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Effective interventions require an understanding of the behaviors and cognitions that facilitate positive change as well as the development of psychometrically sound measures. This paper reports on the psychometric properties of the Temptations to Try Alcohol Scale (TTAS), including factorial invariance across different subgroups. Data were collected from 3565 6th grade RI middle school students. Structural equation modeling was used to determine the appropriate factorial invariance model for the 9-item TTAS. The measure consists of three correlated subscales: Social Pressure, Social Anxiety, and Opportunity. Three levels of invariance, ranging from the least to the most restrictive, were examined: Configural Invariance, which constrains only the factor structure and zero loadings; Pattern Identity Invariance, which requires factor loadings to be equal across the groups; and Strong Factorial Invariance, which requires factor loadings and error variances to be constrained. Separate analyses evaluated the invariance across two levels of gender (males vs. females), race (white vs. black) ethnicity (Hispanic vs. Non-Hispanic) and school size (small, meaning < 200 6th graders, or large). The highest level of invariance, Strong Factorial Invariance, provided a good fit to the model for gender (CFI: .95), race (CFI: .94), ethnicity (CFI: .94), and school size (CFI: .97). Coefficient Alpha was .90 for Social Pressure, .81 for Social Anxiety, and .82 for Opportunity. These results provide strong empirical support for the psychometric structure and construct validity of the TTAS in middle school students.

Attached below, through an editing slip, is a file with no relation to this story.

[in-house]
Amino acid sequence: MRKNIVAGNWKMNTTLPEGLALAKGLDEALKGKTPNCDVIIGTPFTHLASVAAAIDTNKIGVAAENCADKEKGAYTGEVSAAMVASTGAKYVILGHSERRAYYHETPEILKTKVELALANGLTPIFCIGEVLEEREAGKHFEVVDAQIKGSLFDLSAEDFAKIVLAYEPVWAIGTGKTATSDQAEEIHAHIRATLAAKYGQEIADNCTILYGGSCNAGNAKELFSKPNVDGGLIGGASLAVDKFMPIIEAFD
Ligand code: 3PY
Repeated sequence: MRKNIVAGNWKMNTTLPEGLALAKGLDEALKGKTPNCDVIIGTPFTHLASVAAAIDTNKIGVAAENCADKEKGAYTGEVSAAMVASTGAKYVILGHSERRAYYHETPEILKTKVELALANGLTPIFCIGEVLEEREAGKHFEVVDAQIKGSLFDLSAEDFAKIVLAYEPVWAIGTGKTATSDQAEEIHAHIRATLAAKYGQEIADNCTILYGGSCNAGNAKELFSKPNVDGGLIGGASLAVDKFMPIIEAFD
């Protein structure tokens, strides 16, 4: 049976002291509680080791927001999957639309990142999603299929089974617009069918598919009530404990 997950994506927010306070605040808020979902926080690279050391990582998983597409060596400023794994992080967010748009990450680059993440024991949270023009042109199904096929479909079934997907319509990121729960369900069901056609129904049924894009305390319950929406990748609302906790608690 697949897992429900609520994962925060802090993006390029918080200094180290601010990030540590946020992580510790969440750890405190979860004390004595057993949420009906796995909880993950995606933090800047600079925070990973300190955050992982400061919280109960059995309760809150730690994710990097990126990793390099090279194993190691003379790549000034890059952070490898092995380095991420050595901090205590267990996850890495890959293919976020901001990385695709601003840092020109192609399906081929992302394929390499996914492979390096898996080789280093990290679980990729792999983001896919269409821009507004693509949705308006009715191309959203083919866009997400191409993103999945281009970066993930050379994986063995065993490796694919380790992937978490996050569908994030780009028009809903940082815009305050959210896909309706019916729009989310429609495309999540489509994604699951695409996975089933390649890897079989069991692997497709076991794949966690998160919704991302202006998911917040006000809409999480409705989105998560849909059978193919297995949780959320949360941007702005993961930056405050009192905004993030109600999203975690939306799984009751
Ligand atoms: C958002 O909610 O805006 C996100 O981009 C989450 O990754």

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Creative Commons License
This work is licensed under a Creative Commons Attribution-Noncommercial-No Derivative Works 4.0 License.



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